“Luis Alberto has always distinguished himself by his strategic vision and sense of duty before every assignment he undertakes,” granma to praise. “He leaves us as his legacy a model of an institutional system that serves as an example to the nation by proving his competence; he also leaves us his dedication, responsibility, and unwavering devotion to the Party, the Commander-in-Chief and the Army Brigade. [Raúl Castro]which he, in addition to his boss, considers a father. ”
Lastris Moreira, who the government has confirmed will run GAESA in Rodriguez’s absence, Servants as his deputy before assuming the new position this weekend. While she has kept a low profile and the system throughout her career has provided little public information about her background, reports indicate that in addition to working for GAESA, her family is well connected with the tourism industry.
Cubanette identified her sister, Adys Lastres Morera, as the owner of several luxury properties on the island available for rent on AirBnB, an American company owned by the US government. Accused of working on the margins of what is legal under US restrictions on business with the Castro regime. AirBnB Settlement With the US government in January accused of violating the remainder of the “embargo” policy against Cuba.
Unlike Lopez Calleja, reports indicate that Moreira has no personal ties to the Castro family outside of her position in the military, raising suspicions that she will only serve on a temporary basis until the regime can find a long-term replacement. .
López Calleja was able to successfully run GAESA—and provide the Castro regime with money that was later used to suppress political opponents and bolster ties with rogue states like China—while attracting little international attention. The general underwent personal sanctions in 2020, under President Donald Trump, for the major operations he conducted to keep the Communist Party going.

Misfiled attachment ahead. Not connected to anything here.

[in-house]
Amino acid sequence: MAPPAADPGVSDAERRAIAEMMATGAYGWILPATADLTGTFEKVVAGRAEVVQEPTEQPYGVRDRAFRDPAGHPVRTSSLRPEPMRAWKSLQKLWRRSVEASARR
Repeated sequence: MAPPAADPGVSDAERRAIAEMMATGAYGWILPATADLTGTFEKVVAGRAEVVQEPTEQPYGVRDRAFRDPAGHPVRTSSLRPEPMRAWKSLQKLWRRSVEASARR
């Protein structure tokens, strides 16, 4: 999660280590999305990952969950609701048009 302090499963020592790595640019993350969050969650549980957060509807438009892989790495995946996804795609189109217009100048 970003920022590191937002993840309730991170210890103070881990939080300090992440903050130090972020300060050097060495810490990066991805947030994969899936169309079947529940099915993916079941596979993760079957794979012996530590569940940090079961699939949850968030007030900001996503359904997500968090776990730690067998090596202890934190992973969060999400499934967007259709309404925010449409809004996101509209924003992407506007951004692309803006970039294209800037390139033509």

The State Department charged at the time: “The proceeds of GAESA’s economic activities are used to oppress the Cuban people and to finance the parasitic colonial control of Venezuela.” “Today’s action demonstrates the United States’ longstanding commitment to ending economic practices that disproportionately benefit the Cuban government, its military, intelligence, and security agencies, or its personnel, at the expense of the Cuban and Venezuelan people.”
The Trump administration had previously banned Americans from staying in hotels owned by Gaviota, a subsidiary of GAESA. In theory, the “ban” prohibits tourism to the island, but it provides Americans with so many legal avenues to visit the island that it does little to prevent tourism in practice.
Canada is also one of the largest funders of the Castro regime. In a report exploring Canadian tourism to the island, the CBC national broadcaster found, “[it] It is almost impossible to operate on the island today without enriching what is already the richest institution in the country: the Revolutionary Armed Forces.”
In addition to managing hotels, GAESA operates banks through which tourists make credit card payments to individuals. It operates stores that sell imported food and goods.